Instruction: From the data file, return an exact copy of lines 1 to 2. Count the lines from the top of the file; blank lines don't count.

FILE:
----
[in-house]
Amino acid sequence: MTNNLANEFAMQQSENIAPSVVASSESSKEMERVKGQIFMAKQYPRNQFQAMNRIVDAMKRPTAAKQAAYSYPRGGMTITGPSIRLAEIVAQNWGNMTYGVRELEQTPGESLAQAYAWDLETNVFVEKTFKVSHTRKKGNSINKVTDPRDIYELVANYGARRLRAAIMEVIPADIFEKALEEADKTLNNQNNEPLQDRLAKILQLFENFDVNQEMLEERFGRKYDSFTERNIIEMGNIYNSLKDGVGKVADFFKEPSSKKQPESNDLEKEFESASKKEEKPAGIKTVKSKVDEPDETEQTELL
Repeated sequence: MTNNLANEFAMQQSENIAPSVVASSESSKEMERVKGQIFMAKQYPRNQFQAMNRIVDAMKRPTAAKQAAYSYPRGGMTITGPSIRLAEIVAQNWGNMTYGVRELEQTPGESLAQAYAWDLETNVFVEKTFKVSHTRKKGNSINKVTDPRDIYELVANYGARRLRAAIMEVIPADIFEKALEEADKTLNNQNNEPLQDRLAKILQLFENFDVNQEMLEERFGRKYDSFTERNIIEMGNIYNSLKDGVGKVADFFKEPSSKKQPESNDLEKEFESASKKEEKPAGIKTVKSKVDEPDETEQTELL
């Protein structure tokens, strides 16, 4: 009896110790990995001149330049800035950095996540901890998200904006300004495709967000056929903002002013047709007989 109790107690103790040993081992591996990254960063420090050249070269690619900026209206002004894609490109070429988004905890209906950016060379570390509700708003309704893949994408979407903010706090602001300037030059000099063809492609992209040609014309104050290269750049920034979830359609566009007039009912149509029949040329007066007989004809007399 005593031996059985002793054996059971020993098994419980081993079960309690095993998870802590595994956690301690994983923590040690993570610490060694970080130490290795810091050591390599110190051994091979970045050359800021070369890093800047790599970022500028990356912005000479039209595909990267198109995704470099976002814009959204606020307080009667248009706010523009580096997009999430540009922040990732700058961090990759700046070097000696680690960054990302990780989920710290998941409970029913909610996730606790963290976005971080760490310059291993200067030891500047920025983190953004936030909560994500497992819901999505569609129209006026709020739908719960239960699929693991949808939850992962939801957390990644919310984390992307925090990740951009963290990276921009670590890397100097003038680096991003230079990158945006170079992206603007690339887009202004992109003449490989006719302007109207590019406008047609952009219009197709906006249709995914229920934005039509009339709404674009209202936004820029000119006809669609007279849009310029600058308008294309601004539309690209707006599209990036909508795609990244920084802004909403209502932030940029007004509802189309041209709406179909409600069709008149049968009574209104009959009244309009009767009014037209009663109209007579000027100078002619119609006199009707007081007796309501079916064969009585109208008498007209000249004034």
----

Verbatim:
[in-house]
Amino acid sequence: MTNNLANEFAMQQSENIAPSVVASSESSKEMERVKGQIFMAKQYPRNQFQAMNRIVDAMKRPTAAKQAAYSYPRGGMTITGPSIRLAEIVAQNWGNMTYGVRELEQTPGESLAQAYAWDLETNVFVEKTFKVSHTRKKGNSINKVTDPRDIYELVANYGARRLRAAIMEVIPADIFEKALEEADKTLNNQNNEPLQDRLAKILQLFENFDVNQEMLEERFGRKYDSFTERNIIEMGNIYNSLKDGVGKVADFFKEPSSKKQPESNDLEKEFESASKKEEKPAGIKTVKSKVDEPDETEQTELL